A health screening should always involve a medical consultation (Doctor fined $10k over error in cancer patient's health report; June 6).
First, patients with symptoms such as a change in bowel habits should be referred for specialist evaluation, rather than going through a routine screening.
Second, the interpretation of medical investigations requires medical knowledge.
A normal test does not necessarily mean the absence of disease, and an abnormal test does not necessarily mean the presence of disease.
For instance, many patients with liver cancer have normal alpha-fetoprotein (a marker for liver cancer) levels.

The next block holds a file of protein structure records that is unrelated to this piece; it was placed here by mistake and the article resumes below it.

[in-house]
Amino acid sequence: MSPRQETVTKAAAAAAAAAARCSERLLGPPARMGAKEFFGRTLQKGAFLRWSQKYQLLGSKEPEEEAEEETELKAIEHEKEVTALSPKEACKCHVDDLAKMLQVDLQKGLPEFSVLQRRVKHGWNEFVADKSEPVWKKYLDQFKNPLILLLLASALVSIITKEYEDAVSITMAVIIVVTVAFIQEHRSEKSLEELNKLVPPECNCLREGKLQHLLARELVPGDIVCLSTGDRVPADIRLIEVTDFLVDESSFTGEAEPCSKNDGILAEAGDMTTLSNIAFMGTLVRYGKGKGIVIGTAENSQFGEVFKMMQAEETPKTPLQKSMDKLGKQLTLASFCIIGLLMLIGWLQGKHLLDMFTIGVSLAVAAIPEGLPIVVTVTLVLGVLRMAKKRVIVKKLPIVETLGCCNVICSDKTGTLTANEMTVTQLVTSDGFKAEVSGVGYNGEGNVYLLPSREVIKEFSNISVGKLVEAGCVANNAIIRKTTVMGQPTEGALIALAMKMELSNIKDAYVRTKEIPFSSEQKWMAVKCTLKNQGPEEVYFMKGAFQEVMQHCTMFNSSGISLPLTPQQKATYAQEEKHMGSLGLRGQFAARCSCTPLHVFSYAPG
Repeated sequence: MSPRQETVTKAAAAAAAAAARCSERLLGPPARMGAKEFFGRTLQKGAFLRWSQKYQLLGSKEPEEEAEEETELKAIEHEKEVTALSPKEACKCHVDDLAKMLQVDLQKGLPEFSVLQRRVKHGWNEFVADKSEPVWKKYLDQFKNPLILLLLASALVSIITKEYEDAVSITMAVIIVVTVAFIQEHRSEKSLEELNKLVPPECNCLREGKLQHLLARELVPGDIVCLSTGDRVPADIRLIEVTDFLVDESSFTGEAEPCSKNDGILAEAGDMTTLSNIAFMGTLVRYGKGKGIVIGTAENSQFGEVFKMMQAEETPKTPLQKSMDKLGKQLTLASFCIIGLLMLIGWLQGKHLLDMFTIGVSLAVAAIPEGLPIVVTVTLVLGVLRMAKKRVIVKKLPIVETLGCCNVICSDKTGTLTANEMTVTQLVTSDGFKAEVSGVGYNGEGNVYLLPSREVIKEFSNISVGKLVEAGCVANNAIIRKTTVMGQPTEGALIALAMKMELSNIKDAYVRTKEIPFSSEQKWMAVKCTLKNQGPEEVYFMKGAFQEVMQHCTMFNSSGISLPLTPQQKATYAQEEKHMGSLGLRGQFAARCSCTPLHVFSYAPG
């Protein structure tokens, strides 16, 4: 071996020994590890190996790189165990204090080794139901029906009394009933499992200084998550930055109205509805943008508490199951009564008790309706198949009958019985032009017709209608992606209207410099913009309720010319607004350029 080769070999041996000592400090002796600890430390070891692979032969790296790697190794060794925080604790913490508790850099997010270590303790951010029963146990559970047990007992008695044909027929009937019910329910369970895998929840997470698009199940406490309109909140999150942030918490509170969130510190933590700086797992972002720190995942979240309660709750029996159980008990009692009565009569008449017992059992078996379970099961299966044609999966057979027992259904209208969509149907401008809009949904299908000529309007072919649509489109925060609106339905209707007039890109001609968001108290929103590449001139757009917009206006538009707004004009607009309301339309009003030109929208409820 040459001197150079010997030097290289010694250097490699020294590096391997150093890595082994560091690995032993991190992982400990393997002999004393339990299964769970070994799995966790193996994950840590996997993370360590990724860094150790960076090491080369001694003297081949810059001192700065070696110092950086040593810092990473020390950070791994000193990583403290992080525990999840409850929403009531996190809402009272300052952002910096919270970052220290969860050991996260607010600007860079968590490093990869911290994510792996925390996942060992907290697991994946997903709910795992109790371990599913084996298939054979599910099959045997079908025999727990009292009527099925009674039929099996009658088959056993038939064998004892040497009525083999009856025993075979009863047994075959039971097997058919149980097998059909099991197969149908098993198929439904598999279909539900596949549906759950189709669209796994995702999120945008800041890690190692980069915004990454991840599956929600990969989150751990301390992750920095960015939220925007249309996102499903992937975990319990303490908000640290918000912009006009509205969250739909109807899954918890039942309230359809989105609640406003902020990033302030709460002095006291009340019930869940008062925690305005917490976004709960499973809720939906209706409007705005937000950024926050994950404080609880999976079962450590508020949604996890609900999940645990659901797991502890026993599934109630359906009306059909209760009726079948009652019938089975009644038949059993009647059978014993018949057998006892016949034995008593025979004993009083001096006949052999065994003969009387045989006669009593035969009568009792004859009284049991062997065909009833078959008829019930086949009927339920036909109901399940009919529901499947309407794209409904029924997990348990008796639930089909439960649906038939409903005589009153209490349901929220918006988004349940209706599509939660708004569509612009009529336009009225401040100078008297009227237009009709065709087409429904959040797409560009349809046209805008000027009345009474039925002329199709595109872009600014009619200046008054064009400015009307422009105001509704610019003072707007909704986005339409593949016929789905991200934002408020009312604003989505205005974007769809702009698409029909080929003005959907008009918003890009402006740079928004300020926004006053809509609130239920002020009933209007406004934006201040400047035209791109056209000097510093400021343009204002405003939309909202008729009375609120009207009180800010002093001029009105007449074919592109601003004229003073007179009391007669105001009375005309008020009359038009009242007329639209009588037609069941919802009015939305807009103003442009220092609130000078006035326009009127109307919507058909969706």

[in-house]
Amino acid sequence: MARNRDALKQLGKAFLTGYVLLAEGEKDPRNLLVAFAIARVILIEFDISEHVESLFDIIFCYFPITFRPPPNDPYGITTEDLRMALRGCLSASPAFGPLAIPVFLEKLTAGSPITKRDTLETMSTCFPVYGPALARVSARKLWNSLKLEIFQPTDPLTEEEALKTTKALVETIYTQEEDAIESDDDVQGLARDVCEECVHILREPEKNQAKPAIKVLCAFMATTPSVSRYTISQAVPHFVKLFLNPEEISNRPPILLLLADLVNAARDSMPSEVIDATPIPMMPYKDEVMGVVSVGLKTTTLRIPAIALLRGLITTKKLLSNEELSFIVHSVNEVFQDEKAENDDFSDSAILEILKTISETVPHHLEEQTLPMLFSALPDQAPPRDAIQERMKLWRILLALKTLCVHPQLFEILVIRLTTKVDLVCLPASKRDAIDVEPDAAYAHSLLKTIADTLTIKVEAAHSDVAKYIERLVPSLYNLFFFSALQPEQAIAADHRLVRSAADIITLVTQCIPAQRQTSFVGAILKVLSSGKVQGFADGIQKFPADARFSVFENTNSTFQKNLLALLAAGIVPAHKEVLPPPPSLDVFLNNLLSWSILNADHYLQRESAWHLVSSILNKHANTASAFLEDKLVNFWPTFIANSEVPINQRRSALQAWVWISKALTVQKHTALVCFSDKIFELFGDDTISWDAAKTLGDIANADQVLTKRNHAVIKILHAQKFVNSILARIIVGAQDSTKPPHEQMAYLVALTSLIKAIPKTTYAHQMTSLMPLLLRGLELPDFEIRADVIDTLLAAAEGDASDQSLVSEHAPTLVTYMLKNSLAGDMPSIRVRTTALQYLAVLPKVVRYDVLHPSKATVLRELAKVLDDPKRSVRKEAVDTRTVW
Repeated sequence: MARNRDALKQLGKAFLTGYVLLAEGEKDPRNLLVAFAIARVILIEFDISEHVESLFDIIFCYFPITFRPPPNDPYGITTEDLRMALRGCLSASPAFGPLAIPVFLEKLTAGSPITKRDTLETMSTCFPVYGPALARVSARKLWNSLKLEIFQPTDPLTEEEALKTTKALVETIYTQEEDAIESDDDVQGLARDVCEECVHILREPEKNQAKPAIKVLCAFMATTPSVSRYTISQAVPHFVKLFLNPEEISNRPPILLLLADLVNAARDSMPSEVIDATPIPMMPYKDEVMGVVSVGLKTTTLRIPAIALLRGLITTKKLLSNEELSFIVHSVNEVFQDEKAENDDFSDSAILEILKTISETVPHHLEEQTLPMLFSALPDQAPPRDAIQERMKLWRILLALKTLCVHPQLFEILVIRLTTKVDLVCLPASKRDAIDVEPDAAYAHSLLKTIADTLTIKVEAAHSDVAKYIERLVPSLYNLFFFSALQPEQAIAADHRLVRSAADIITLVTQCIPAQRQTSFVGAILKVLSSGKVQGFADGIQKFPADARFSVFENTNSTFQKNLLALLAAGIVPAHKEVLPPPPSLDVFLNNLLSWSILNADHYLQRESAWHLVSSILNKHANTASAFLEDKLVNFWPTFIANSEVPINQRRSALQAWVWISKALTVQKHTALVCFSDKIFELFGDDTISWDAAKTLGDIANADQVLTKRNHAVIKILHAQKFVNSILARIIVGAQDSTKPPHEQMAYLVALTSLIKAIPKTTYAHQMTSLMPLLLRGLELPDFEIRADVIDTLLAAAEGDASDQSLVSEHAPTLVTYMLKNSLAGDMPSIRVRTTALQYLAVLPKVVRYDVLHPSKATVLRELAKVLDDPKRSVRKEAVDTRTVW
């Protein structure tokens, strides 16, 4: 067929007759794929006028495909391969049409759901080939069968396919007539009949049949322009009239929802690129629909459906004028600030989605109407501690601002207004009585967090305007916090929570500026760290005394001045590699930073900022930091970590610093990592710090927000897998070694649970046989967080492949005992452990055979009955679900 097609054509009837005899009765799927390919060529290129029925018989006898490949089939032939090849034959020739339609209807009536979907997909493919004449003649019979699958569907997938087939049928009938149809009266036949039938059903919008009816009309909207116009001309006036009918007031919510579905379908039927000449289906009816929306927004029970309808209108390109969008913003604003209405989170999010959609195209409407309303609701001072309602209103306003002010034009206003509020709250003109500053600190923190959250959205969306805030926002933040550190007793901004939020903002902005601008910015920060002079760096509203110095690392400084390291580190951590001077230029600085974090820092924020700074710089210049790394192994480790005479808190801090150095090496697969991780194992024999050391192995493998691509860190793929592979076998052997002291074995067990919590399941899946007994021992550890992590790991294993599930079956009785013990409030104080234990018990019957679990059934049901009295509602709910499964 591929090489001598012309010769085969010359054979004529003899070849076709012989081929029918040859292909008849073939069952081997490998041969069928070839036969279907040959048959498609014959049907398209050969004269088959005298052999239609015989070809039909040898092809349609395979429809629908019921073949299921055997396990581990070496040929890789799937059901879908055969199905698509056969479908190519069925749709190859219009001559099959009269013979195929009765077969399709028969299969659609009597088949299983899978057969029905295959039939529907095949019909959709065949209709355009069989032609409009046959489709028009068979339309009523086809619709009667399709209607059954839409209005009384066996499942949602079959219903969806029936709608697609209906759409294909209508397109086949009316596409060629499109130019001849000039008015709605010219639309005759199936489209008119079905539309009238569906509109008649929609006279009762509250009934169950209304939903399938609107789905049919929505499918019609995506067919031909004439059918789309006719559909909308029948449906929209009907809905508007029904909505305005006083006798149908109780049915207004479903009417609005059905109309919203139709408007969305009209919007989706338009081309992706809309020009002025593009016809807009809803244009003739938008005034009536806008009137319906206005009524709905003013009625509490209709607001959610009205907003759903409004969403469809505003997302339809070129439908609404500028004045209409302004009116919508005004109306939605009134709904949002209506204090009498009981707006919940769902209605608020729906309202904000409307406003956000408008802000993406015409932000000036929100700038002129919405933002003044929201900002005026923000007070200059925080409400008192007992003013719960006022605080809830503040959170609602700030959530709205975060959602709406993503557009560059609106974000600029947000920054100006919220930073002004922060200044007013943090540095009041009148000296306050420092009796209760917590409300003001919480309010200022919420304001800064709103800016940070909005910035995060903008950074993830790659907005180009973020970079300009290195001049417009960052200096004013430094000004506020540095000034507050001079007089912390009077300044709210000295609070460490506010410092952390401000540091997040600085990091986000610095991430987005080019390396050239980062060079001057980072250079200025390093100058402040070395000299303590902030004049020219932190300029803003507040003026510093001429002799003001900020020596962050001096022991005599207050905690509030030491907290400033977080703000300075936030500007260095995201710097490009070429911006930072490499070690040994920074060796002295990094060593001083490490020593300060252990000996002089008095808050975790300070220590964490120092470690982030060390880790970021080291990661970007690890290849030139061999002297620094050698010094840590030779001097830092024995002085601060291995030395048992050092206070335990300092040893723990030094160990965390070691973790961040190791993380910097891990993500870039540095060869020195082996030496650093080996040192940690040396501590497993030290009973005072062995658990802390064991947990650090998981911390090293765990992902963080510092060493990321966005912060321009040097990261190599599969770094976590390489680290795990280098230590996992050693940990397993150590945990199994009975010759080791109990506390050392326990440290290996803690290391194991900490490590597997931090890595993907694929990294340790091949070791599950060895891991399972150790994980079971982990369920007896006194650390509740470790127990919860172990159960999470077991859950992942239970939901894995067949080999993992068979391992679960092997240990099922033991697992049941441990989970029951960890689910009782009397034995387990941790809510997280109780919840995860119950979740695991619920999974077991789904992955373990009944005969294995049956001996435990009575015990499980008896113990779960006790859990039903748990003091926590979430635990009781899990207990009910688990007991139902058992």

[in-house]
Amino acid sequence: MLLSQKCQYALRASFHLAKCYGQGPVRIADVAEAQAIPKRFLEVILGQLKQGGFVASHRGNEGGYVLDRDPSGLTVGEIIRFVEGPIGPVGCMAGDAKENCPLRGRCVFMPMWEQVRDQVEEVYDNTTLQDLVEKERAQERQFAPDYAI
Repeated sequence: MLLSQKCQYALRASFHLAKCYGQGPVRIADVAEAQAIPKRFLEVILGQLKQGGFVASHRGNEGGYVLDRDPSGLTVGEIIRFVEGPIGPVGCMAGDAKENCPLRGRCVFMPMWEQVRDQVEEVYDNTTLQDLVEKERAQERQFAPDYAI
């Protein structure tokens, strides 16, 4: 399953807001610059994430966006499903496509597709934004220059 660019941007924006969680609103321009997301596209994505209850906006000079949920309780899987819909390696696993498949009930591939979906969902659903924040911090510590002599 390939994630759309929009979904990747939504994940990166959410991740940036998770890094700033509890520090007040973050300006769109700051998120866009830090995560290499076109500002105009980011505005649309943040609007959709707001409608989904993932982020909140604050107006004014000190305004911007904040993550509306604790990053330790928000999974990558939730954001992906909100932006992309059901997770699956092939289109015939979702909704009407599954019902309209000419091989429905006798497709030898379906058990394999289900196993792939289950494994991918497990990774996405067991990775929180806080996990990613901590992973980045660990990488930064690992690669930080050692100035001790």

In contrast, elevated prostate specific antigen (a marker for prostate cancer) levels do not necessarily mean the presence of prostate cancer.
Third, not all tests on the screening panel are recommended for everyone. For instance, mammograms are generally not recommended for young women, as these may show false positive results.
Fourth, there are uncertainties around incidental findings, such as nodules or cysts in the liver and the kidneys, which will lead to more anxiety for those screened and higher costs for further investigations.
Health screenings should always be done in conjunction with a medical consultation to ensure the right tests are done, and the correct interpretations are made.
It is time the authorities tighten regulations on centres offering health screenings to the public.
Desmond Wai (Dr)